If you had one piece of advice, what would it be and who would it be for?
Parents—and I do mean mothers and fathers—enjoy being with your babies; babyhood is short. Give your babies time and attention and please don’t put them in group daycare until they are past babyhood. Their emotional well-being is priceless and you can lay some great foundations for their future lives.
What would you like to see happen as a result of your book?
I would like to see policy makers routinely consider how they can support early parenting and infant mental health, recognising it makes economic sense to prevent ill health and recognising that more widespread emotional well-being has huge benefits for society.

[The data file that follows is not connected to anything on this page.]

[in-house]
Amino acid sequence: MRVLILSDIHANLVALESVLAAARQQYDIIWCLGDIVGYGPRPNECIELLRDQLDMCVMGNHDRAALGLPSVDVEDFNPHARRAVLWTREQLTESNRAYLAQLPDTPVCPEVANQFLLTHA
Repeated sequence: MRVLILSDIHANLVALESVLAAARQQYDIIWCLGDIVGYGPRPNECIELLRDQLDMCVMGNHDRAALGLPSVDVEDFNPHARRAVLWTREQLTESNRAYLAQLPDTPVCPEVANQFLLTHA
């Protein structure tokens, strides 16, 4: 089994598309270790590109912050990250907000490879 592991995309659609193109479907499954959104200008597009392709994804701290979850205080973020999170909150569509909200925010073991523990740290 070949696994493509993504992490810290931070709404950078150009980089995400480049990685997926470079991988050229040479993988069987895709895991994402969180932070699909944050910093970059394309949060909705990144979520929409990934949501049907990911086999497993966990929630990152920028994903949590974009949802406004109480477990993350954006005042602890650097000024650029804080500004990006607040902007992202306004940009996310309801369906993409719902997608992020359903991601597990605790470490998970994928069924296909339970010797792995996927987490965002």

About THE AUTHOR SPEAKS: Selected authors, in their own words, reveal the story behind the story. Authors are featured thanks to promotional placement by their publishing houses.